Among cloud players, IBM and Microsoft get the highest marks on practical cloud strategies, and the second-highest go to the common-carrier cloud services, even though AT&T’s cloud offerings are still developing and Verizon’s (via Terremark) are only recently branded by the carrier. The reason is that enterprises see any outsourcing as a risk, IT outsourcing as a conspicuous risk, and outsourcing of any critical applications or data as a risk bordering on unacceptable. They demand both a trusted partner and a credible strategy for risk management.
Right now, both the big vendors we’ve named offer both, and the carriers are trusted in terms of financial stability, professionalism and quality of infrastructure. Where vendors have the edge is in the planning of a cloud-ready IT commitment. I think that the latter is more important than most people realize; simple IaaS cloudsourcing doesn’t address enterprise needs except in development and pilot testing. Anything other than IaaS requires significant SOA-like integration, something IBM and Microsoft realize and others either don’t realize or don’t address.
The assertion that the Sony PlayStation Network hack was hosted on Amazon’s EC2 isn’t raising all that many hackles among the cloud promoters, but it has demonstrated to enterprises yet again the concept of “collective risk.”
Sony gets attacked because it’s big, but would Mom’s Pizza be at risk? Not as a stand-alone, but it might well be part of a larger risk pool if their cloud host is attacked. Thus, moving to the cloud could raise risks of hacking. Not only that, if the cloud is hosting the hackers, might they not be able to hack others on the cloud more easily, exploiting interprocess issues or opportunities for denial of service? Hacking is an ROI- or publicity-driven process, after all.
Some of the earliest cloud successes (in total-revenue terms) are likely to be the kind of services that AT&T is offering for Windows support. These services don’t ask customers to outsource data or their critical applications, only to outsource support. Cloud resources are applied not to run customer apps but to improve support economies of scale and thus improve both pricing and profits.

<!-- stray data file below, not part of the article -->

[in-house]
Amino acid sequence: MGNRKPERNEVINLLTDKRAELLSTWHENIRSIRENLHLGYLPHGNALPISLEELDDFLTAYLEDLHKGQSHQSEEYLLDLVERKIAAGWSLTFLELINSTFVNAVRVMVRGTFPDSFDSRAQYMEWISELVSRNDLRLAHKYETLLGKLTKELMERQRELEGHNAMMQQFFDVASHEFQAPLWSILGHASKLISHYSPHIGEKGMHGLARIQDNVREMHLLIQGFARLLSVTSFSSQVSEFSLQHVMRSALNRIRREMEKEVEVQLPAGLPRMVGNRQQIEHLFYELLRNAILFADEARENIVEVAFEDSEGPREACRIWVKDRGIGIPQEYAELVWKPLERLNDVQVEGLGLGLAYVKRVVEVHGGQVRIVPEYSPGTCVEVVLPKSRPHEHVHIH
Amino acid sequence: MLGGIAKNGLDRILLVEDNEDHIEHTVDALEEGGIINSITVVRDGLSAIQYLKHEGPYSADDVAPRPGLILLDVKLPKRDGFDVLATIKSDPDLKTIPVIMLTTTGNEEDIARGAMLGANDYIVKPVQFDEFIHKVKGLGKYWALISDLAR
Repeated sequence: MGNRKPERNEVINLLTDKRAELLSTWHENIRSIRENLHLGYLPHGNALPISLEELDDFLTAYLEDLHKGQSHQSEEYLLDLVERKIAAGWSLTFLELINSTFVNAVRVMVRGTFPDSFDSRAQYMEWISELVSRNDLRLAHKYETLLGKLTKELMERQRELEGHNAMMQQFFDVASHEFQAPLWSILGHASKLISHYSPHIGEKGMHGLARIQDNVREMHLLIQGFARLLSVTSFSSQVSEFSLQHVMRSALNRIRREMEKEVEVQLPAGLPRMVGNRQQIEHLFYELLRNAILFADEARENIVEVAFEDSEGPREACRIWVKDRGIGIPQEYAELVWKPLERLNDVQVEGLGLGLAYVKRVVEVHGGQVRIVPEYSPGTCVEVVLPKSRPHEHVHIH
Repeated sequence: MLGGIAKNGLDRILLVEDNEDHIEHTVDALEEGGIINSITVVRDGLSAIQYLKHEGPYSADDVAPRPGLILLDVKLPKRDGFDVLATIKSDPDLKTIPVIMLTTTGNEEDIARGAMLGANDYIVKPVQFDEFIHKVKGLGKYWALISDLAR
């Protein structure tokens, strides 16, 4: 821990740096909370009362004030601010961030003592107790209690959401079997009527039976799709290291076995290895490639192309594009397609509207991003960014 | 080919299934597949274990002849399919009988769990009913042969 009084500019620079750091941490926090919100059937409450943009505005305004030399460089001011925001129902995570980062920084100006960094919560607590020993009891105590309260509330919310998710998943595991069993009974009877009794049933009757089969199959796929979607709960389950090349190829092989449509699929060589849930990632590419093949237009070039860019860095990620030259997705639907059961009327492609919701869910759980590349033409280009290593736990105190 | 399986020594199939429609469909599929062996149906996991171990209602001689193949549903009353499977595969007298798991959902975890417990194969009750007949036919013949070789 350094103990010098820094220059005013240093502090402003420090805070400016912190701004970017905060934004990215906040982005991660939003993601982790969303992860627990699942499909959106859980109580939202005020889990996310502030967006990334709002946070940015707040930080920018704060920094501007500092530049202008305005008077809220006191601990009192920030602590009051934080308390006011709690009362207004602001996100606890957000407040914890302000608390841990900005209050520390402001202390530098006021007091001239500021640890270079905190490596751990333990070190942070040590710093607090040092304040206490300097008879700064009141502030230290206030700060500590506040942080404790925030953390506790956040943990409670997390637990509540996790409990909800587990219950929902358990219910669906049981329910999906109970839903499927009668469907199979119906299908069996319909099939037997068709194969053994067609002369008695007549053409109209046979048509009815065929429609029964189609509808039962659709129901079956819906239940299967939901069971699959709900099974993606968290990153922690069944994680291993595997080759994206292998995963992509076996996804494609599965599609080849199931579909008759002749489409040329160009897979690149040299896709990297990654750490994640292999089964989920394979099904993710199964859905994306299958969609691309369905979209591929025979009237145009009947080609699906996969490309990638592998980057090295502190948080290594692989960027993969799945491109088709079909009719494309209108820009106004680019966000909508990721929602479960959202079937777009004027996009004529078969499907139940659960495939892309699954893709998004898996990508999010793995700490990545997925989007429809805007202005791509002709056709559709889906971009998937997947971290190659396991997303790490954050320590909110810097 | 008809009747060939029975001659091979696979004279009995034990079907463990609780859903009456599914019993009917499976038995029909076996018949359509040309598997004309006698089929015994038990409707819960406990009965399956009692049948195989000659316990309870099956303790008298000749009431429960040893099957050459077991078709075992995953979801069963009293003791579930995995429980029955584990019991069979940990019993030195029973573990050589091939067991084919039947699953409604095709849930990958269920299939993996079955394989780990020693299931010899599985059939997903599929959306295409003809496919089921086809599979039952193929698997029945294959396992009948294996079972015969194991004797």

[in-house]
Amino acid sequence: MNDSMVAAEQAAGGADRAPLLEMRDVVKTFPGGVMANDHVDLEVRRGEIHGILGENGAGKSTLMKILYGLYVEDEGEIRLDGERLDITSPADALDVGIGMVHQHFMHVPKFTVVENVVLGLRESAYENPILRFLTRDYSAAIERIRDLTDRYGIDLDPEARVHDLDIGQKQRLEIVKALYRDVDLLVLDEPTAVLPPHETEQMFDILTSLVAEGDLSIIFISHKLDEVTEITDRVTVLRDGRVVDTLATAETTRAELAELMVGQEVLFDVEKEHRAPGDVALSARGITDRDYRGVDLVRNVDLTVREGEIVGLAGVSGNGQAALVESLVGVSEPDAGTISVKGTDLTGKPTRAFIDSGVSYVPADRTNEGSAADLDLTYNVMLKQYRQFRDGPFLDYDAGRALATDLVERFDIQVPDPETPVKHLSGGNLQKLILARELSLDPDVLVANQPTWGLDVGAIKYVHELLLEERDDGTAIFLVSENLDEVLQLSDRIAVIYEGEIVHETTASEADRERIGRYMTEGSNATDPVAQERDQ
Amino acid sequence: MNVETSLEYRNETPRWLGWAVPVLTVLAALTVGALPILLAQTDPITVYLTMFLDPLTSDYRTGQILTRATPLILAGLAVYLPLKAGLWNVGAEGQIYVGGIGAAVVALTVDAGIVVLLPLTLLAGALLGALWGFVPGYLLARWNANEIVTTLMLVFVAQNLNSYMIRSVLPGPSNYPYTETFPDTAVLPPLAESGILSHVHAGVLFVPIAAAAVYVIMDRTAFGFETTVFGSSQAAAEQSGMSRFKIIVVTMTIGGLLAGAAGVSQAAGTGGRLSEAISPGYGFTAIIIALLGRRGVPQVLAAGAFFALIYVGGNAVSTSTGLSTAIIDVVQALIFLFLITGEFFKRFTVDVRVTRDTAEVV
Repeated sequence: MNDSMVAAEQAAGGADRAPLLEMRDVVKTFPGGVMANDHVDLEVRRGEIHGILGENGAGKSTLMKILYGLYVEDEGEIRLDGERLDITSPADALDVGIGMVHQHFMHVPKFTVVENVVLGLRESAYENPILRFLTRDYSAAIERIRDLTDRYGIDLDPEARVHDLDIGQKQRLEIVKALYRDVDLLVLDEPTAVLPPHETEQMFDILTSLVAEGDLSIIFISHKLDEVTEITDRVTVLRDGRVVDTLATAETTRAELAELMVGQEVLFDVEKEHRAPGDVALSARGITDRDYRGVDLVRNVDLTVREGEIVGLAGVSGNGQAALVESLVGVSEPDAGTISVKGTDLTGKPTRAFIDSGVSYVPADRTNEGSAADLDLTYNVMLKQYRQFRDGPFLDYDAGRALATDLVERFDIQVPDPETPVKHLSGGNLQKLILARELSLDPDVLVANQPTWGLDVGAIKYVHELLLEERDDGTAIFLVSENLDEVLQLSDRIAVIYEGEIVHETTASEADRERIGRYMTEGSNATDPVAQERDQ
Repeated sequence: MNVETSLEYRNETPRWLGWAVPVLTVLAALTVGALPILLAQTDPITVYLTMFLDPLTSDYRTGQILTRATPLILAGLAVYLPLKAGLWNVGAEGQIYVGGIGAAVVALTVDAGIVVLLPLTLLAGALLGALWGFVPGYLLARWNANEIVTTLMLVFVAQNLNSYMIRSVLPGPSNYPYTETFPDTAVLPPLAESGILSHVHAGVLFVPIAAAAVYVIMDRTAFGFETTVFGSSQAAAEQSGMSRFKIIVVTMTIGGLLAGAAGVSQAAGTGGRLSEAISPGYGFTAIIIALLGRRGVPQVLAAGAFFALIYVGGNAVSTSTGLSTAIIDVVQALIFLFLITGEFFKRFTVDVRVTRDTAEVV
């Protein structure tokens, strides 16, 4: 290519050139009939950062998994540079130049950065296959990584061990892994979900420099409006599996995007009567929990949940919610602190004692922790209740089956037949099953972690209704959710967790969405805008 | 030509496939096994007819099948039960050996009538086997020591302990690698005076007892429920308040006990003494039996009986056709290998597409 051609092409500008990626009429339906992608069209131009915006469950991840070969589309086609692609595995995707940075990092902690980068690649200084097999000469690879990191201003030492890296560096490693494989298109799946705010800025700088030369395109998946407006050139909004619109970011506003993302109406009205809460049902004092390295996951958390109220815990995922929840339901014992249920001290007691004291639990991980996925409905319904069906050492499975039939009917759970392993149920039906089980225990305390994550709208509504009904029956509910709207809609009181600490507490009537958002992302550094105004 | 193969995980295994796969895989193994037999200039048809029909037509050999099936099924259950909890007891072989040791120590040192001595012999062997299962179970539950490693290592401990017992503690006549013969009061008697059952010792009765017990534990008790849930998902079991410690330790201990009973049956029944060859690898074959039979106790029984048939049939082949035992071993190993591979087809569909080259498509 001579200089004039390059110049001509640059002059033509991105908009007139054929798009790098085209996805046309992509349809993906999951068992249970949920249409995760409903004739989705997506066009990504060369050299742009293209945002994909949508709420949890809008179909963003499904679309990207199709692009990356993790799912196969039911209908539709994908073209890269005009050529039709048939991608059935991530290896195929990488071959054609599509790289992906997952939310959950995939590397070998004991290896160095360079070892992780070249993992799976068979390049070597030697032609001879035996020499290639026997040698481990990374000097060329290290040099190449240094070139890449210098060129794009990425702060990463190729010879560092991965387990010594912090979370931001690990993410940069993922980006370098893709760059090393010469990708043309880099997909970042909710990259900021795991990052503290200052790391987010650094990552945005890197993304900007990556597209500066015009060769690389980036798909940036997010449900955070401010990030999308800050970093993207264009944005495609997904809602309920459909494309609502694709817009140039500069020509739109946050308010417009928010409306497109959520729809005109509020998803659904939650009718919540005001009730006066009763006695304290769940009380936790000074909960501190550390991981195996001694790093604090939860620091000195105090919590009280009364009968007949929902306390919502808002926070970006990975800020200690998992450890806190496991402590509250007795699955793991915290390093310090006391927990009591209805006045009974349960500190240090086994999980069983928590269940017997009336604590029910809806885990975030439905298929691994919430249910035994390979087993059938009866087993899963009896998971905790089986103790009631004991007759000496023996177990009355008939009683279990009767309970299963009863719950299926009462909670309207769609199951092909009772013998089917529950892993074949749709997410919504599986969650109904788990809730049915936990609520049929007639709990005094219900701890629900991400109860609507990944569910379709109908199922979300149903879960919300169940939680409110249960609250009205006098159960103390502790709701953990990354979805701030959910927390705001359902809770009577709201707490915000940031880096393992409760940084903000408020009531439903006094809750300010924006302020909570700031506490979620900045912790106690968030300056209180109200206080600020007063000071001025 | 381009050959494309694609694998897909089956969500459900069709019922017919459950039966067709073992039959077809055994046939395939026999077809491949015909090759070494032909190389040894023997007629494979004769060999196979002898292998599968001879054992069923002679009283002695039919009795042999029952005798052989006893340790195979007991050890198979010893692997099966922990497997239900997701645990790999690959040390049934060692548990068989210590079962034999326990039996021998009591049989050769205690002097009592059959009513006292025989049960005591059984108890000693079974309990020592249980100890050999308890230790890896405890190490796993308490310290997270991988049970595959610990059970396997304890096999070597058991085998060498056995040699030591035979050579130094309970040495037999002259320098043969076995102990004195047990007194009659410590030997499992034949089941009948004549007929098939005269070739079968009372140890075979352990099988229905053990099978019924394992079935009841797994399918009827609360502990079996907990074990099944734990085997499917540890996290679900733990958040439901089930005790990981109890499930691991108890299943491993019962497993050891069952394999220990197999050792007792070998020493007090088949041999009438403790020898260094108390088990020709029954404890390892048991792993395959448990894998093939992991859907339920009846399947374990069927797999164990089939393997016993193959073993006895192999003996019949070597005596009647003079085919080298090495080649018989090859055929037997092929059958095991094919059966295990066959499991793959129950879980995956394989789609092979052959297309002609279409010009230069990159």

This illustrates why I believe that service provider cloud computing and service provider service-layer intelligence are likely to converge on the same architecture. It’s only logical to assume that a provider that successfully sells a support service would be successful in selling cloud services, if the tie between the two was clear. It’s also better for economies of scale if IT functionality (whether the providers’ own apps are used in customer support and services, or the customers’ apps hosted in a provider cloud) use common servers/software and common support tools.
Speaking of Amazon, early responses from my spring enterprise survey suggest that the EC2 problem it had didn’t impact enterprise cloud planning much. That’s because enterprises were not, in the main, considering EC2 as the host for their critical applications. What the survey shows among SMBs is that those with clouds in their eyes, the early adopters, took the process in stride, while those that were on the fence were more likely to be hardened against cloud usage. In short, it increased the skepticism among those still considering the cloud, which may (if the feeling persists) impact the sales cycle for cloud services.
We tend to forget that a market is normally classified as being push or pull, meaning it is sales-driven or demand-driven. Some buyers will go out into the marketplace (meaning the Web, in most cases) to look for cloud providers. That’s not likely to be how mission-critical apps are handled, though. For that, you need a sales effort to create a sense of personal accountability. The larger players like AT&T, IBM, Microsoft and Verizon have sales forces that can hug and cuddle wary buyers, and that is more likely than anything to propel them to the top of the cloud heap.